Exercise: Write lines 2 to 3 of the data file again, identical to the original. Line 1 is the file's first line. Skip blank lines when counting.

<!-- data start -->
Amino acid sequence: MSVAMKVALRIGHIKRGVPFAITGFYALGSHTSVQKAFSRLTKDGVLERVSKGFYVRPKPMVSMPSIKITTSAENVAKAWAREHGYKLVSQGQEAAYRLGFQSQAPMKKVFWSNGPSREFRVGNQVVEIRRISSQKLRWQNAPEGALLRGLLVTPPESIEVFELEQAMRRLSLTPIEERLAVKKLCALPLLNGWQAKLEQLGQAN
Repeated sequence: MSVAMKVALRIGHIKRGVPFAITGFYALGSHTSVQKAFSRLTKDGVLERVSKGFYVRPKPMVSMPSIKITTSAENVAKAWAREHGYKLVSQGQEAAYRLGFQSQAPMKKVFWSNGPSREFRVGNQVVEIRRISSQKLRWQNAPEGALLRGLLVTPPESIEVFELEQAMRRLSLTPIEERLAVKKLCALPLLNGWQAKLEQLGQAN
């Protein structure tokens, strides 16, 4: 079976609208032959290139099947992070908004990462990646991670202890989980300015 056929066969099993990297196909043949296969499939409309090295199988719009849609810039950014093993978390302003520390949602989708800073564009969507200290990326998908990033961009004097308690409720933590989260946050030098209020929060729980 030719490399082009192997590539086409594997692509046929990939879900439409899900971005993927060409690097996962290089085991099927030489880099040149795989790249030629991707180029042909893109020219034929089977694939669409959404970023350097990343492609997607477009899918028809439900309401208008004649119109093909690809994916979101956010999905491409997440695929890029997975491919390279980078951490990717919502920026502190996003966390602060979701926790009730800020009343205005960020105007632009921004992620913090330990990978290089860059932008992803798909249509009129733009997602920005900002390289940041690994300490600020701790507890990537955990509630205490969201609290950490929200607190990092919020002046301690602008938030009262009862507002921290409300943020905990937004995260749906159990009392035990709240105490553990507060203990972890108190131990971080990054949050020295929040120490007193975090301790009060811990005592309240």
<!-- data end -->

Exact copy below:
Repeated sequence: MSVAMKVALRIGHIKRGVPFAITGFYALGSHTSVQKAFSRLTKDGVLERVSKGFYVRPKPMVSMPSIKITTSAENVAKAWAREHGYKLVSQGQEAAYRLGFQSQAPMKKVFWSNGPSREFRVGNQVVEIRRISSQKLRWQNAPEGALLRGLLVTPPESIEVFELEQAMRRLSLTPIEERLAVKKLCALPLLNGWQAKLEQLGQAN
């Protein structure tokens, strides 16, 4: 079976609208032959290139099947992070908004990462990646991670202890989980300015 056929066969099993990297196909043949296969499939409309090295199988719009849609810039950014093993978390302003520390949602989708800073564009969507200290990326998908990033961009004097308690409720933590989260946050030098209020929060729980 030719490399082009192997590539086409594997692509046929990939879900439409899900971005993927060409690097996962290089085991099927030489880099040149795989790249030629991707180029042909893109020219034929089977694939669409959404970023350097990343492609997607477009899918028809439900309401208008004649119109093909690809994916979101956010999905491409997440695929890029997975491919390279980078951490990717919502920026502190996003966390602060979701926790009730800020009343205005960020105007632009921004992620913090330990990978290089860059932008992803798909249509009129733009997602920005900002390289940041690994300490600020701790507890990537955990509630205490969201609290950490929200607190990092919020002046301690602008938030009262009862507002921290409300943020905990937004995260749906159990009392035990709240105490553990507060203990972890108190131990971080990054949050020295929040120490007193975090301790009060811990005592309240």